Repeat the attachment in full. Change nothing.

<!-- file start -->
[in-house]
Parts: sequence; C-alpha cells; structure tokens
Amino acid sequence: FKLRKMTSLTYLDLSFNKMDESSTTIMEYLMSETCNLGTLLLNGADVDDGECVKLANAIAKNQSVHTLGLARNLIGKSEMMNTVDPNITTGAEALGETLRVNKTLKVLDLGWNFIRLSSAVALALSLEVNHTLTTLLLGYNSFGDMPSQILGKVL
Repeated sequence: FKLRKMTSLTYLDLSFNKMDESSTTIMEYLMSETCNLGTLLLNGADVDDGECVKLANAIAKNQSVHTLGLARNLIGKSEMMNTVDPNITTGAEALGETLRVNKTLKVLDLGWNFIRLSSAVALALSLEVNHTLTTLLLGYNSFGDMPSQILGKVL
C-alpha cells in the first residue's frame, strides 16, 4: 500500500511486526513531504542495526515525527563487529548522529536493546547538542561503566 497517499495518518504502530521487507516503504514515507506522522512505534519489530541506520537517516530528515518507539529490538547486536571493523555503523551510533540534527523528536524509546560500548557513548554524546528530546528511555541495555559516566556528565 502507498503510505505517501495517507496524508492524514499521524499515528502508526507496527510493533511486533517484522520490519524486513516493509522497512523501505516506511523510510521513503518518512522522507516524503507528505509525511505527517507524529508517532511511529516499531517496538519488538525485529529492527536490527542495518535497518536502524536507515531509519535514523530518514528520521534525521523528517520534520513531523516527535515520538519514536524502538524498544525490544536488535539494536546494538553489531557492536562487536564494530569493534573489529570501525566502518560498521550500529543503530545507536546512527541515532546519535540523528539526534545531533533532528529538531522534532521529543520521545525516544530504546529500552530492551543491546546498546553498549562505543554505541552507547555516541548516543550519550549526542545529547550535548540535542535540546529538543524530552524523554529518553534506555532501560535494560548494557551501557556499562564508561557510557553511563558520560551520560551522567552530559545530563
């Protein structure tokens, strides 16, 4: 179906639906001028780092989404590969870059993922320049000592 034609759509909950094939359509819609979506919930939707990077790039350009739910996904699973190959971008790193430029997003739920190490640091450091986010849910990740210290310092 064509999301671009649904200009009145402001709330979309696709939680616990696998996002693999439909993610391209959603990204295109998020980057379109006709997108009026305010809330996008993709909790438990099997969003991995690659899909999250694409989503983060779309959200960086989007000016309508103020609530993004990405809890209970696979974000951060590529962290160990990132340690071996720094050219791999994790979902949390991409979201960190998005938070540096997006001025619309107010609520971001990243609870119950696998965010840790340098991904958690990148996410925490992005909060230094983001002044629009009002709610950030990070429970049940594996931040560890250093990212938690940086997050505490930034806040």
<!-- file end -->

[in-house]
Parts: sequence; C-alpha cells; structure tokens
Amino acid sequence: FKLRKMTSLTYLDLSFNKMDESSTTIMEYLMSETCNLGTLLLNGADVDDGECVKLANAIAKNQSVHTLGLARNLIGKSEMMNTVDPNITTGAEALGETLRVNKTLKVLDLGWNFIRLSSAVALALSLEVNHTLTTLLLGYNSFGDMPSQILGKVL
Repeated sequence: FKLRKMTSLTYLDLSFNKMDESSTTIMEYLMSETCNLGTLLLNGADVDDGECVKLANAIAKNQSVHTLGLARNLIGKSEMMNTVDPNITTGAEALGETLRVNKTLKVLDLGWNFIRLSSAVALALSLEVNHTLTTLLLGYNSFGDMPSQILGKVL
C-alpha cells in the first residue's frame, strides 16, 4: 500500500511486526513531504542495526515525527563487529548522529536493546547538542561503566 497517499495518518504502530521487507516503504514515507506522522512505534519489530541506520537517516530528515518507539529490538547486536571493523555503523551510533540534527523528536524509546560500548557513548554524546528530546528511555541495555559516566556528565 502507498503510505505517501495517507496524508492524514499521524499515528502508526507496527510493533511486533517484522520490519524486513516493509522497512523501505516506511523510510521513503518518512522522507516524503507528505509525511505527517507524529508517532511511529516499531517496538519488538525485529529492527536490527542495518535497518536502524536507515531509519535514523530518514528520521534525521523528517520534520513531523516527535515520538519514536524502538524498544525490544536488535539494536546494538553489531557492536562487536564494530569493534573489529570501525566502518560498521550500529543503530545507536546512527541515532546519535540523528539526534545531533533532528529538531522534532521529543520521545525516544530504546529500552530492551543491546546498546553498549562505543554505541552507547555516541548516543550519550549526542545529547550535548540535542535540546529538543524530552524523554529518553534506555532501560535494560548494557551501557556499562564508561557510557553511563558520560551520560551522567552530559545530563
């Protein structure tokens, strides 16, 4: 179906639906001028780092989404590969870059993922320049000592 034609759509909950094939359509819609979506919930939707990077790039350009739910996904699973190959971008790193430029997003739920190490640091450091986010849910990740210290310092 064509999301671009649904200009009145402001709330979309696709939680616990696998996002693999439909993610391209959603990204295109998020980057379109006709997108009026305010809330996008993709909790438990099997969003991995690659899909999250694409989503983060779309959200960086989007000016309508103020609530993004990405809890209970696979974000951060590529962290160990990132340690071996720094050219791999994790979902949390991409979201960190998005938070540096997006001025619309107010609520971001990243609870119950696998965010840790340098991904958690990148996410925490992005909060230094983001002044629009009002709610950030990070429970049940594996931040560890250093990212938690940086997050505490930034806040």